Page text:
On December 9 one of the most famous and sombre images of the 20th century will go up for sale at Bonhams in New York.
It's possibly the most famous picture Chief White House Photographer Cecil Stoughton ever took: hours after the assassination of John Kennedy, Vice President Lyndon B Johnson raises his hand to be sworn in as the 36th President of the USA. Alongside him stands a shocked and grieving Jackie Kennedy in the blood-stained dress she had worn as she cradled her dying husband in her arms.
The picture, signed "To Cecil Stoughton / with high regard and appreciation / Lyndon B. Johnson", is part of a fascinating cache of photographs charting the Kennedy Presidential years expected to raise more than $200,000.
In stark contrast is a very rare photograph, found in an envelope marked 'Sensitive Material', of Marilyn Monroe with John Kennedy and his brother Robert at a Democratic fundraiser on May 19 1962.
It was taken shortly after the actress had famously sung, "Happy Birthday Mr President" at Madison Square Gardens and she is still wearing the pearl-encrusted dress which had caused such a stir.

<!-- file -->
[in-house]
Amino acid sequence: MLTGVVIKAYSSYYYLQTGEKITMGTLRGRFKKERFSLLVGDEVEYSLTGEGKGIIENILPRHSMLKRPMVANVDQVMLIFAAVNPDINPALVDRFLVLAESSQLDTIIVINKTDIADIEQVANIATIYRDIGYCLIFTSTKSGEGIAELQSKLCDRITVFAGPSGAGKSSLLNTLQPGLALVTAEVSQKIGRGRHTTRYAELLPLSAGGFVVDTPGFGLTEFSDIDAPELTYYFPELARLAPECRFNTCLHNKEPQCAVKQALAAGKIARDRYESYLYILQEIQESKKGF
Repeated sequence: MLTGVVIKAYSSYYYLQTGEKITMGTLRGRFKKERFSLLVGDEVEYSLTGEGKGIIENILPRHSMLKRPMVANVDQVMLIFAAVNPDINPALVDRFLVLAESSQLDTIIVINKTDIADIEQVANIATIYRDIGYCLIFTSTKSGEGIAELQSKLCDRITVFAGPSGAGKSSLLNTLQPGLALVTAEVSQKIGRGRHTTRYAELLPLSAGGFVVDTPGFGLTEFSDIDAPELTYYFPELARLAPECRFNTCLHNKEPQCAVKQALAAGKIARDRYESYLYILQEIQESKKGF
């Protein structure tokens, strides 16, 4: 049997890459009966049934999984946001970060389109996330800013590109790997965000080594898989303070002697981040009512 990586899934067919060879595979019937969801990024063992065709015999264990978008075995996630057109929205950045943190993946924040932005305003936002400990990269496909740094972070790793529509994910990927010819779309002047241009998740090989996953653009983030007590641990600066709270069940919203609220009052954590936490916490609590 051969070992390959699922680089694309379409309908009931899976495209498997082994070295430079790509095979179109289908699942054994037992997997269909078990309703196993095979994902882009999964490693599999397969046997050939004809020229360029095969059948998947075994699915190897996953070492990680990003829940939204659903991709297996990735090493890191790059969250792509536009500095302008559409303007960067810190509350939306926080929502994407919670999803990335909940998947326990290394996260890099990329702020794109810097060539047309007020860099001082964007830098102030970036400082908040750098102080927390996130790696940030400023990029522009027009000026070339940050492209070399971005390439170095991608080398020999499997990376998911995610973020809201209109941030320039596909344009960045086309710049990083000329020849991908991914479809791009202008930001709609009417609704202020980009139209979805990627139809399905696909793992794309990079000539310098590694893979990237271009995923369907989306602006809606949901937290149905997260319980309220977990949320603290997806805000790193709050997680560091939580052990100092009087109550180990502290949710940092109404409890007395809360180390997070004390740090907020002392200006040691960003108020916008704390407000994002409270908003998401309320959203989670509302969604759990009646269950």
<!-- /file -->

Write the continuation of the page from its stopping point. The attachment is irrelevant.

There was a strictly enforced rule that Monroe and the President should never be photographed together but despite being later asked by the Secret Service to hand over all of the incriminating negatives, Stoughton was apparently able to sneak one through. Its rarity, combined with the booming popularity of Monroe and JFK memorabilia, means it could easily beat its estimated price of $4,000 - $6,000.
Lighter moments are also captured, including a shot of Kennedy clapping as John Junior and Caroline dance round the Oval Office. Entitled 'Kennedy Children at the White House' and dated 1963, it is inscribed, "For Captain Stoughton - who captured beautifully a happy moment at the White House. John F Kennedy". The photo has a pre-sale estimate of $7,000 - $9,000.
This year has already seen some record-breaking photography sales, and these intimate images of such a cultural icon are sure to excite both collectors and investors alike.
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